Rosa Brooks is a senior fellow at New America and a law professor at Georgetown University. From 2009 to 2011, she served as a senior adviser to the undersecretary of defense for policy.
By Jessica Stern and J.M. Berger
Ecco. 385 pp. $27.99
It is dangerous to underestimate your enemies — or overestimate them. The United States has an uncanny knack for doing both, often at the same time.
Take the self-proclaimed Islamic State. On one hand, President Obama tells us that the group, also known by the acronym ISIS, “has no vision other than . . . slaughter” and “can never possibly win [anyone] over by its ideas or its ideology — because it offers nothing.” There is no need to send U.S. ground troops into combat against the militants: “It’s not necessary to defeat [them].”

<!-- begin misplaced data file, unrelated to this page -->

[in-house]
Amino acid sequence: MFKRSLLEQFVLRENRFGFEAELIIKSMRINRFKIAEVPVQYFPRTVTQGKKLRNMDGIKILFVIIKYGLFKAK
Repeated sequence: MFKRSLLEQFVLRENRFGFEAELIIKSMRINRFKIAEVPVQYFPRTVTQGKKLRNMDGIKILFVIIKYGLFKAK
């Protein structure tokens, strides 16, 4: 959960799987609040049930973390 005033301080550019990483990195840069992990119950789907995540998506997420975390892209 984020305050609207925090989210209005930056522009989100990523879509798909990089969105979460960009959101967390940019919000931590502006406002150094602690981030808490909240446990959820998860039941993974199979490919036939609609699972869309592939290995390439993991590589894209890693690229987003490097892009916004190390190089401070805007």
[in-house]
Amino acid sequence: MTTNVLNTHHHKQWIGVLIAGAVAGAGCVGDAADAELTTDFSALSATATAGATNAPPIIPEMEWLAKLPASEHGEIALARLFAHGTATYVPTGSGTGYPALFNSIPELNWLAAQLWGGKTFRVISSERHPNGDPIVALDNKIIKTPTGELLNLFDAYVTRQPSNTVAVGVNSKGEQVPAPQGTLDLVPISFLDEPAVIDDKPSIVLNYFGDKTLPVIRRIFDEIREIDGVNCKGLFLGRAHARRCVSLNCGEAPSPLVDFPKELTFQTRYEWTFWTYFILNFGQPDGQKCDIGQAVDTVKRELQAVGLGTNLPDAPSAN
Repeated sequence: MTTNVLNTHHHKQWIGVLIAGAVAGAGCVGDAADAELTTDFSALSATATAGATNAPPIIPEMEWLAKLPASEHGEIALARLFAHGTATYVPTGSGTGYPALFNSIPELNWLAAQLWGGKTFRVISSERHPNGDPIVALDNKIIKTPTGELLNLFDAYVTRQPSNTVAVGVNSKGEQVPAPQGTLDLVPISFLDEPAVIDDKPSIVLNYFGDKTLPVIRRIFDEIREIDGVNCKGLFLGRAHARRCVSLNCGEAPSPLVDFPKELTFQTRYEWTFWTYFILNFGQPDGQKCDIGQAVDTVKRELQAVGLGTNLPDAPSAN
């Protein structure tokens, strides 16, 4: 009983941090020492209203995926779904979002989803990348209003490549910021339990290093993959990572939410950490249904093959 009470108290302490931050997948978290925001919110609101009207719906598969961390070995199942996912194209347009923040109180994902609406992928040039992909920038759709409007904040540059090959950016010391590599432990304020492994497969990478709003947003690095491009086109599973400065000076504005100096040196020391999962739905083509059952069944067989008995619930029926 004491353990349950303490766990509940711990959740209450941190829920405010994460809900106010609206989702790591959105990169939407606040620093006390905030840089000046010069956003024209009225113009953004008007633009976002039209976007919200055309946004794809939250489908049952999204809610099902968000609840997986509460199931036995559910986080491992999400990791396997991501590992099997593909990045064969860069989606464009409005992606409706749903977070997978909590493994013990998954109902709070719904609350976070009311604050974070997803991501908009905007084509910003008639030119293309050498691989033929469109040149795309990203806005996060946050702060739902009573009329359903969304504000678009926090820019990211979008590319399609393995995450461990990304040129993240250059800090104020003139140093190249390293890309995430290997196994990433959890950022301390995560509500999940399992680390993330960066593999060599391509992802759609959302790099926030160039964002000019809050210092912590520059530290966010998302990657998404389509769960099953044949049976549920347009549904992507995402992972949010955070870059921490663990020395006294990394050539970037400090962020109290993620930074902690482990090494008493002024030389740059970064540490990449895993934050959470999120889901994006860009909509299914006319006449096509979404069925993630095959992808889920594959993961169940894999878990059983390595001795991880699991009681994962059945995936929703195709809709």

On the other hand, former defense secretary Chuck Hagel insists that the Islamic State is an “imminent threat to every interest we have,” Sen. Bill Nelson (D-Fla.) says the group is “a clear and present danger” and Sen. Lindsey Graham (R-S.C.) urges the president to deploy U.S. ground troops to fight the extremists in Iraq and Syria “before we all get killed here at home.”
Jessica Stern and J.M. Berger’s new book, “ISIS,” should be required reading for every politician and policymaker. Though it bears some of the inevitable scars characteristic of books written in a great hurry — it is uneven and a bit rough around the edges — their smart, granular analysis is a bracing antidote to both facile dismissals and wild exaggerations.